One of the Dhams of Chhota Char Dham yatra, Yamunotri is revered as the origin of the Yamuna River. Nestled in the laps of Garhwali Himalayas, at the height of 3,293 meters above sea level, Yamunotri has natural elements to fascinate visitors with its views and spiritual charm.
Surrounded by undulating peaks, thermal springs, and Himalayan glaciers, it is a sacred home of sage Asti. Hindu devotees believe that a dip in the holy water of Yamuna can make death painless as it is the sister of God of Death, Yamaraj. From the pilgrims to the ones looking for a romantic destination and from adventure seekers to backpackers, Yamunotri in Uttarakhand appeals to all sorts of travelers.
The best time to visit Yamunotri is between the months of September and November. The weather remains cold all through the year, while the winter season is the most difficult. A visit during the Basant Panchami and Phool Devi festivals gives a peek inside the most colorful and joyful side of Yamunotri.
The holy temple of Gangotri was constructed by the King of Tehri, Naresh Sudershan Shah in 1839. Later on, the temple was reconstructed by the Maharani Gularia Devi of Jaipur in the late 19th century because a massive portion of it was damaged by an earthquake.
Situated 3 kilometers away from Yamunotri, Janki Chatti is famous for its hot water springs where people go to take a dip in the warm waters.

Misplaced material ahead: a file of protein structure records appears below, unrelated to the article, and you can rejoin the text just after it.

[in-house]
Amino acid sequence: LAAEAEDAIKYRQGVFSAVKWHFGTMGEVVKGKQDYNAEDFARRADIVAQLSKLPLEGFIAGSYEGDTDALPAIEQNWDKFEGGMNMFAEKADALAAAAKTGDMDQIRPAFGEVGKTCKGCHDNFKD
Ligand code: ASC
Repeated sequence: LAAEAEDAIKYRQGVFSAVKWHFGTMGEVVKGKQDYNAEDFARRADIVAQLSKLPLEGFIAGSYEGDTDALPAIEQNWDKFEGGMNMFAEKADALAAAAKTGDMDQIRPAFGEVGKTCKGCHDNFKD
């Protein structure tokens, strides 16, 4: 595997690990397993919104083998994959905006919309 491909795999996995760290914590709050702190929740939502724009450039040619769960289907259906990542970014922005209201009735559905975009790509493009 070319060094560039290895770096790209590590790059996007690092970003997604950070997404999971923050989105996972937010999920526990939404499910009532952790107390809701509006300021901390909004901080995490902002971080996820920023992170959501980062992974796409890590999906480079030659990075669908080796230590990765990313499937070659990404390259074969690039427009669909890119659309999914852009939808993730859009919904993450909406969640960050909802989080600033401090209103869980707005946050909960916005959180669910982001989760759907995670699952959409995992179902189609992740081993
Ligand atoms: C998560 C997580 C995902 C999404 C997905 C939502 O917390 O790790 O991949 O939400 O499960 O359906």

It is the major highlight of Yamunotri situated at a height of 3,030 meters on top of the Kalinda Parvat. The temple was built in the late 19th century housing a silver idol of the deity wrapped in garlands. A 6 kilometers long trek leads to the temple which is dotted with ratan jot, a herb that cures eye diseases.
13 kilometers from Yamunotri, Hanuman Chatti is situated on the foothills of Surya Kund. It is popular for boasting the confluence of Yamuna and Hanuman Ganga rivers. Numerous small temples are scattered all over the place.
It is believed that Sun God is the father of Goddess Yamuna and this hot water spring is dedicated to the same god. The water temperature of this spring remains at 1900 F. The visiting devotees often bring rice and potatoes wrapped in a cloth to cook in these waters.
Yamunotri is a remote area that is not directly connected to the rest of the country. Jolly Grant Airport in Dehradun is the nearest airbase that connects Yamunotri with the rest of India. Joshimath is the nearest railhead from Yamunotri. Taxis and buses are easily accessible from both, airport and railway station.
Yamunotri has no dedicated airport but the nearest one is in Dehradun known as Jolly Grant Airport which is 198 kilometers away from the destination. Helicopter service, buses, and taxis are available from Dehradun to Yamunotri.
No train leads directly to Yamunotri but Rishikesh railway station is the nearest railhead from Yamunotri which is 211 kilometers away from the destination. The remaining distance can be covered by local buses and private taxis.
Yamunotri is not connected with any road directly; however, the nearest road stop is 122 kilometers away from Janki Chatti, known as Uttarkashi. From Janki Chatti, only 4 kilometers remain to cover by trekking up to the temple. Horses and palanquins are available at Janki Chatti for a ride to the temple.
The temperature in Yamunotri remains cold and chilly, so don’t forget to pack warm clothes. It is situated in a remote area where few government facilities are available hence, travel responsibly and keep the place clean.